"Maybe it is a missile, maybe an asteroid," he says. "I don't know. It is beyond me. It's not a plane, not a cloud."
As a child, Lewis always looked up at the stars. He always liked UFOs. But he was never a fanatic, he says.
In fact, his son doesn't think the object was a UFO. Nicolas thinks it was an asteroid. John's wife Darlene is similarly nonplussed.
But that same night, John's mother was distracted by a flash of light while driving. Three cars pulled over. The light had moved toward the condos.
Locals in this tiny hamlet at the northern tip of Orange County have been seeing UFOs for decades. About 10 years ago, author Ellen Crystall wrote a book called "Silent Invasion," which helped cement Pine Bush's reputation as the UFO capital of the East Coast.
Groups parked in fields at night to catch a glimpse of the strange lights. There was talk of an underground alien base.
The buzz eventually died down. Life in Pine Bush went on, more concerned with visitors from Long Island than from space. The police don't get many trespassing calls on UFO-watchers anymore, says police Chief Daniel McCann.
Still, the new diner is called the Cup and Saucer, with a UFO on its sign. And on Main Street, barber Butch Hunt has an alien on his sign, too.
In fact, Hunt is the man to see in Pine Bush about UFOs. He claims he saw one way back in the 1960s with friends, after a night of shooting pool.
He has newspaper clippings and woodcuts celebrating the UFOs on his wall. He doesn't hear stories like he used to. Yet he says one couple did see a UFO last November.
"They had just moved," says Hunt. "They were skeptics. Then they were like instant coffee, became instant believers."
And UFO watchers haven't abandoned Pine Bush, either. They come to the 39-room Harvest Inn fairly regularly, says manager Howard Boyd. They are pleasant, not weird, he says.
Locally, the United Friends Observers Society still meets on the first Wednesday of each month at Crawford Town Hall to share UFO sightings.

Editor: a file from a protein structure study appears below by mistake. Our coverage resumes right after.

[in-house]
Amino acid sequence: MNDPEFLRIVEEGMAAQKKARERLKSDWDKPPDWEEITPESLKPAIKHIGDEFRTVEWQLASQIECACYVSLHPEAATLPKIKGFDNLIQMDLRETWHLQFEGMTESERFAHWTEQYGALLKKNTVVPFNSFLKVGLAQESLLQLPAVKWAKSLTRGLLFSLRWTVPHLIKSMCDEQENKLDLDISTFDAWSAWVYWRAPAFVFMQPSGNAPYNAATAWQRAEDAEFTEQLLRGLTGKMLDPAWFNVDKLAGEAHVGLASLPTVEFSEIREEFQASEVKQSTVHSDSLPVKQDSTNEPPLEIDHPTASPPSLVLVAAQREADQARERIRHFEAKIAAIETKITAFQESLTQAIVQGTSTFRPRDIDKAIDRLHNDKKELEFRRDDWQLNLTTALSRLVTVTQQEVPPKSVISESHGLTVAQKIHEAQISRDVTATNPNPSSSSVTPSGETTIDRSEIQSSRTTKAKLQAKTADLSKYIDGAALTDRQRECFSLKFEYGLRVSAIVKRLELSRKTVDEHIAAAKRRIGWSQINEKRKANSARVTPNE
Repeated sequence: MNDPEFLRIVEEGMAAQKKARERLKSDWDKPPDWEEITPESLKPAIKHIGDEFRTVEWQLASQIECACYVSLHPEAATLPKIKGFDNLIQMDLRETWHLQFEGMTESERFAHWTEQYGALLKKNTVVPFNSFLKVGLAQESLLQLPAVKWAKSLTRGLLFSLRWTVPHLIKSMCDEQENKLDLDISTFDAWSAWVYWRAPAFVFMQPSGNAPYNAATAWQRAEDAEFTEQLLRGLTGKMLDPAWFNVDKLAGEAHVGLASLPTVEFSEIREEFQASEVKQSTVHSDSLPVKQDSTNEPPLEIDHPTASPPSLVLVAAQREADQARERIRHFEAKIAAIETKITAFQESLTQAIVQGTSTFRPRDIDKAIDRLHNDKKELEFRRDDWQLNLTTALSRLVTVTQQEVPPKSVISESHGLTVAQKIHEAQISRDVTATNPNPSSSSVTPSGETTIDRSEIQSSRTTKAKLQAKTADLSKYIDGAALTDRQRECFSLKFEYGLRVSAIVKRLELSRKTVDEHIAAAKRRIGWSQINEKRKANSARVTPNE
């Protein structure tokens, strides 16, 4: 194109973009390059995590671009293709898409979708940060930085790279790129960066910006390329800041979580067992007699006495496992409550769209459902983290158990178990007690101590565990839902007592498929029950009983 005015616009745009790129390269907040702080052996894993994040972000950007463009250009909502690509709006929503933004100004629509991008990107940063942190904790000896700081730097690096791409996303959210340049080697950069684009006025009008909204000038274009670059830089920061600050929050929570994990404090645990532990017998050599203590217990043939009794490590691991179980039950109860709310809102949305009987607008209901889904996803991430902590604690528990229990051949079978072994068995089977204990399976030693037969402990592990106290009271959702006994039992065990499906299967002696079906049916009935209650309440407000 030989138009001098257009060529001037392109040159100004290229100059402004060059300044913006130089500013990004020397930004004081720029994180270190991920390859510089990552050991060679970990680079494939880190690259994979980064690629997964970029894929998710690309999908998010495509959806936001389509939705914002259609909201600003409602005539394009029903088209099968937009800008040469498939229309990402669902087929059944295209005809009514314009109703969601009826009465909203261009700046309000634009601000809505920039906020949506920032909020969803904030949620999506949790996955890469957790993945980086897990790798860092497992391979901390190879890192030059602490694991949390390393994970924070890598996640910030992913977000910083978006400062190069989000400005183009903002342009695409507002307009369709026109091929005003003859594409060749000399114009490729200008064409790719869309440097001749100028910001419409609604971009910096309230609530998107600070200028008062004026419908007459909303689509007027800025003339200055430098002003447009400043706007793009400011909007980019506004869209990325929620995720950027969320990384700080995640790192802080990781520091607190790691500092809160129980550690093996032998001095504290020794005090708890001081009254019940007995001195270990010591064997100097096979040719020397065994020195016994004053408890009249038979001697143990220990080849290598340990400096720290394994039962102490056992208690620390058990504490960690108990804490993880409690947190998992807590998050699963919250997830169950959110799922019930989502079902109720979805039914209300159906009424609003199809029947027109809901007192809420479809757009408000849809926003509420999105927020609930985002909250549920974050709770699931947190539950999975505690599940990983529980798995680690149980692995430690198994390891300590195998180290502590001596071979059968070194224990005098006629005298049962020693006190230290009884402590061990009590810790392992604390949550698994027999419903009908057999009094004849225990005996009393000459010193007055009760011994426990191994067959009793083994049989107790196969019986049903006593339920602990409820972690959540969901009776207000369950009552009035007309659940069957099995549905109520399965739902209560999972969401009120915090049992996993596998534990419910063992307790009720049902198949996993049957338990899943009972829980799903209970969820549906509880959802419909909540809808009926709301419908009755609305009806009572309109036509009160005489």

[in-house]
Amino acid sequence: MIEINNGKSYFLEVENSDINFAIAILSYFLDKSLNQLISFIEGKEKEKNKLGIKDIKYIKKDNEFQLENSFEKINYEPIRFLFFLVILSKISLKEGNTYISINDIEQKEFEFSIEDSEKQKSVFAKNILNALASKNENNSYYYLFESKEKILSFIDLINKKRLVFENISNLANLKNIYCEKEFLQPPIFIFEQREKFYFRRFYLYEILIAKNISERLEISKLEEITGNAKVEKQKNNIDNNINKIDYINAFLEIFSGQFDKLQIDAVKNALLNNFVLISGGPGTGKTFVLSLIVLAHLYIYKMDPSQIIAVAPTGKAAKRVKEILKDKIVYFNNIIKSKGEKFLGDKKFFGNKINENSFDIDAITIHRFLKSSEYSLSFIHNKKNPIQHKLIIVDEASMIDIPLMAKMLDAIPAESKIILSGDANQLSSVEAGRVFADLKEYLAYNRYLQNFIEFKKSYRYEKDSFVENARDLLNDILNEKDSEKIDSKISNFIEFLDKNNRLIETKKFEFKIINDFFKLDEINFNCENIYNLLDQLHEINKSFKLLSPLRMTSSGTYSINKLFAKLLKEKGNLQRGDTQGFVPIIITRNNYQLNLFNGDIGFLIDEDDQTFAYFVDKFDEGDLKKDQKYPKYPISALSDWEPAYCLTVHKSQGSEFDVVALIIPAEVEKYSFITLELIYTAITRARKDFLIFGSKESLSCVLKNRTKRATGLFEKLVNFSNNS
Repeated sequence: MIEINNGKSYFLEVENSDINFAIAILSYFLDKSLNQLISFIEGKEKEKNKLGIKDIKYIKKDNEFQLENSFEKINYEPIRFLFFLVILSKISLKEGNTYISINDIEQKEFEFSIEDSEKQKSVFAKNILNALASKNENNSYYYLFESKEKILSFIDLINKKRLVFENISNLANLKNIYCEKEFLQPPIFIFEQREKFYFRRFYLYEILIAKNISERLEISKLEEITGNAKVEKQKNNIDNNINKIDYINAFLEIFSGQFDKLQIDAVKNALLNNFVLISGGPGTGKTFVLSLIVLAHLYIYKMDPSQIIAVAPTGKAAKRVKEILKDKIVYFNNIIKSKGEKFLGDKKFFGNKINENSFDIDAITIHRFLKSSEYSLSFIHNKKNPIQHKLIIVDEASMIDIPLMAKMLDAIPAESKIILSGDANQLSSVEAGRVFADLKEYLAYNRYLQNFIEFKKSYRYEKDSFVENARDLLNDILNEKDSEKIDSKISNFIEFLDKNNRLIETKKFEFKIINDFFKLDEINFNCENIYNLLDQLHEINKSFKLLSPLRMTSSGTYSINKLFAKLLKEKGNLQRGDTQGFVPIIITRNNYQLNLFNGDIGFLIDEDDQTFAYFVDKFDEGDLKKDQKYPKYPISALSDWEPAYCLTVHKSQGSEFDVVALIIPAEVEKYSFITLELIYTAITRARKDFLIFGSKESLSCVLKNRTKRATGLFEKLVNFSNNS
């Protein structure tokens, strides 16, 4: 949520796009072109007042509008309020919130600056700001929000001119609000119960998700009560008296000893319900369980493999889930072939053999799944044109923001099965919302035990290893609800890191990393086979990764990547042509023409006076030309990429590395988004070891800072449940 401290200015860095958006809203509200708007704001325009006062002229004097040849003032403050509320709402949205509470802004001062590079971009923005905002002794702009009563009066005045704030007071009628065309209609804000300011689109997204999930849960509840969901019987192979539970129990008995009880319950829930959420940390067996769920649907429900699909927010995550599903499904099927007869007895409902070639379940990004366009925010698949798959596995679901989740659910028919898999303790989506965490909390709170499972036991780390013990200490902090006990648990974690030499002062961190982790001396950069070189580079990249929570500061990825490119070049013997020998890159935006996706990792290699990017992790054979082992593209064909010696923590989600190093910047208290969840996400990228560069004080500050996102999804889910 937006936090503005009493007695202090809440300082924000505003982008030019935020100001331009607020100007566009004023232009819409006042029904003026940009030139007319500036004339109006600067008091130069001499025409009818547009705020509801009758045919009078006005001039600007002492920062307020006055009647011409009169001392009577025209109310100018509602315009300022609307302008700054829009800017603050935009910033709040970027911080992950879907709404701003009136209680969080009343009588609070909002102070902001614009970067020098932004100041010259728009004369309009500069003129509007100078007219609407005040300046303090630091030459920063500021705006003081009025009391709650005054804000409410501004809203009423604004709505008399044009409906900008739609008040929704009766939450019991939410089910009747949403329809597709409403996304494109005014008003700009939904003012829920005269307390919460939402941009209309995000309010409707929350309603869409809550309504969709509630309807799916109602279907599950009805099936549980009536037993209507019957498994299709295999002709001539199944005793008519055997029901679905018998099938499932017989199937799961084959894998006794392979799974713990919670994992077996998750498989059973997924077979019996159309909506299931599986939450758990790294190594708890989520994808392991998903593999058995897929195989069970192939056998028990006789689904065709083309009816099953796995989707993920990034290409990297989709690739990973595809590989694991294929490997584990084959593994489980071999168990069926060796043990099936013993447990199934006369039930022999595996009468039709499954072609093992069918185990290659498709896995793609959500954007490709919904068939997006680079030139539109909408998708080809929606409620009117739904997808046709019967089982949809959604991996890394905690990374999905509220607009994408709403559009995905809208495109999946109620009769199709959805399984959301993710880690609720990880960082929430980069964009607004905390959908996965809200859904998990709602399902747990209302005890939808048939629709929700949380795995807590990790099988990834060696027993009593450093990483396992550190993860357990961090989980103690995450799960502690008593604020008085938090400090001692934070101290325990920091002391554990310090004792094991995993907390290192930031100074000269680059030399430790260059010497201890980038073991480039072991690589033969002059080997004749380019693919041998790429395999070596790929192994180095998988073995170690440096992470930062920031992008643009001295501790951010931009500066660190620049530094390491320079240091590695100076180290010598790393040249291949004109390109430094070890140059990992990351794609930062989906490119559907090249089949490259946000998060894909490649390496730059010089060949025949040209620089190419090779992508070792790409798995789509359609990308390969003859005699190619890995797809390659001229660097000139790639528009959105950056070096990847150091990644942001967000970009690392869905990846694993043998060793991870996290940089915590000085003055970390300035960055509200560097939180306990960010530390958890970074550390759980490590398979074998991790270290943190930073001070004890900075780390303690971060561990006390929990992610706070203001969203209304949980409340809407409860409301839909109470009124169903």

Nothing has ever been proven, of course. Every time the Crawford police have called nearby Stewart International Airport after a sighting, the officials said they saw nothing, says McCann.
And in an old newspaper article, a Stewart air traffic controller pointed out that at least five airports surround Pine Bush.
"But they sure saw something," says McCann of many UFO believers. "What it was, I have no idea. This has been around for as long as I can remember, like a cloud hanging over us."
A man at Butch's barber shop named Eric says he "likes to try and keep off the grid."
But Eric has a theory. Maybe the aliens up and moved, like summer people unhappy with the new traffic.
"It is too crowded," he says. "Once they started to put in sidewalks, they said, 'That's it.' "
At least until John Lewis looked into the sky with his son.
What was that?
Older News Reports:
Keep watching the skies
PINE BUSH: Members of a UFO club hope to shed light on mysterious sightings.
By Stephanie Pass
He was only 8 when he first spotted the strange, colorful lights in the sky, mysteriously appearing and disappearing.
It's something he's seen his whole life, but didn't talk about for decades, until he learned that hundreds of others had also seen the unidentified objects zooming across the still sky.
"I've seen them since early childhood," said John Mann of the Town of Newburgh. "It got to the point where I just needed to talk to somebody about it."
And in 1993, the perfect forum came to town, in the form of the United Friends Observers Society. The club its acronym aptly enough spelling "UFOS" meets monthly to discuss UFOs.